gothenburg is sweden's second city - after its capital, stokholm, and this year, after the brexit news was heard around the world, expedia uk were promoting trips for under one hundred and fifty pounds return. so bex and i bought some, and planned to tick off another nordic country in our quest to discover 12 new places in 12 months. for me, it was actually my 13th, which was a nice surprise for me when i sat down to list where else i'd been this year. regardless of how many places came before it, i was most excited to visit sweden for a bunch of reasons, namely that we'd be travelling the same weekend as the christmas markets were opening, and meatballs. once i'd got those two things out the way, anything else was a bonus. as it turns out, there's a ton of other great stuff to see and do in a weekend in gothenburg, so let me break it down for you:
haga is the oldest city and district in gotheburg, and it is renowned for it's pretty wooden houses and oldy-worldy atmosphere and cafes. in the centre of the district is haga nygata, the cobbled, pedestrian road that feels as wide as it is long, and that is lined with plenty of outdoor seating covered in animal furs, blankets, and plenty of heating for visitors who want to sit out and soak up the atmosphere, while not actually soaking up the weather. it's great for a quick bite to eat or some souvenir shopping, but considering the target market, it can be a bit touristy. i say that, but it was dead quiet while we were there...
enjoy a fika
fika is a concept in some nordic cultures which basically interprets to mean "to have coffee". i'm not even kidding. these people have created a whole concept that involves a certain point of the day when coffee is required. it is usually accompanied with pastries or sandwiches, or - at a stretch, even a fresh smorgasboard - another incredible swedish concept that we're already very grateful for. for us, there were many fikas had in our weekend in gothenburg, and usually accompanied by kanelbullar - the very best cinnamon rolls i've ever had.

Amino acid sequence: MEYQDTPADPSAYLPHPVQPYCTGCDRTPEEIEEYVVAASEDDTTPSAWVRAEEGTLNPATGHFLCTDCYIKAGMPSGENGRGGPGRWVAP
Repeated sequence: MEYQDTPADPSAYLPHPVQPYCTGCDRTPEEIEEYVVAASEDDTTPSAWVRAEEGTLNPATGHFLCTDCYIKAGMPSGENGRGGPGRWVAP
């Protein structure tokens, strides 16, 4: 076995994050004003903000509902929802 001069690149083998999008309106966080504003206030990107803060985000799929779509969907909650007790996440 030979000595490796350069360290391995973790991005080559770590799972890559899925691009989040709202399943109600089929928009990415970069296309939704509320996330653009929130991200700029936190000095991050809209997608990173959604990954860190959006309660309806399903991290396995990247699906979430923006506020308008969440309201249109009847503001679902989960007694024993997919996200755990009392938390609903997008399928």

climb skansen kronen
the skansen kronan is a fortress that sits high above haga. it has 4-5 metre thick walls that are made of granite, ensuring it was thick enough to never be attacked, or easily defended against any danish attacks on gothenburg from the south. it was used briefly as a military museum until 2004, but today is just a private facility used for conferences or parties. we awkwardly let ourselves in after climbing the hundreds of stone steps to reach the base of it, on the advice of some locals to "eat waffles at the top". when we got to the top, it was weirdly empty of people, but full of weird, life-sized puppets that seem to be left over from the museum-age. there were staff on-site, but none appeared to care that we were there. but, with incredible 360 degree views of the city from the very top, it's definitely worth the hike! (free to enter too)
eat all the meatballs
right so i briefly touched on this in the intro, but: i travel a lot for food. some of my greatest dishes have been in various corners of the world, and i'm not ashamed to admit i am sometimes drawn to a country or city for its cuisine. so it should come as a shock to nobody that i was desperately keen to eat my weight in meatballs while in gothenburg. we trip-advisored us some suggestions, and headed to cafe du nord - which definitely sounded french, but also had the best reviews. once there, our mission was simple: meatballs and beer, and don't stop either of them coming. let me tell you this for free: these meatballs had nothing on ikea, and were bigger than the balls of potato that accompanied them. four giant balls in gravy, three serves of mash, and a great big wallop of lingonberry sauce plus a pint of their local ale only set us back 140 sek - about 12 quid. barrrrgain!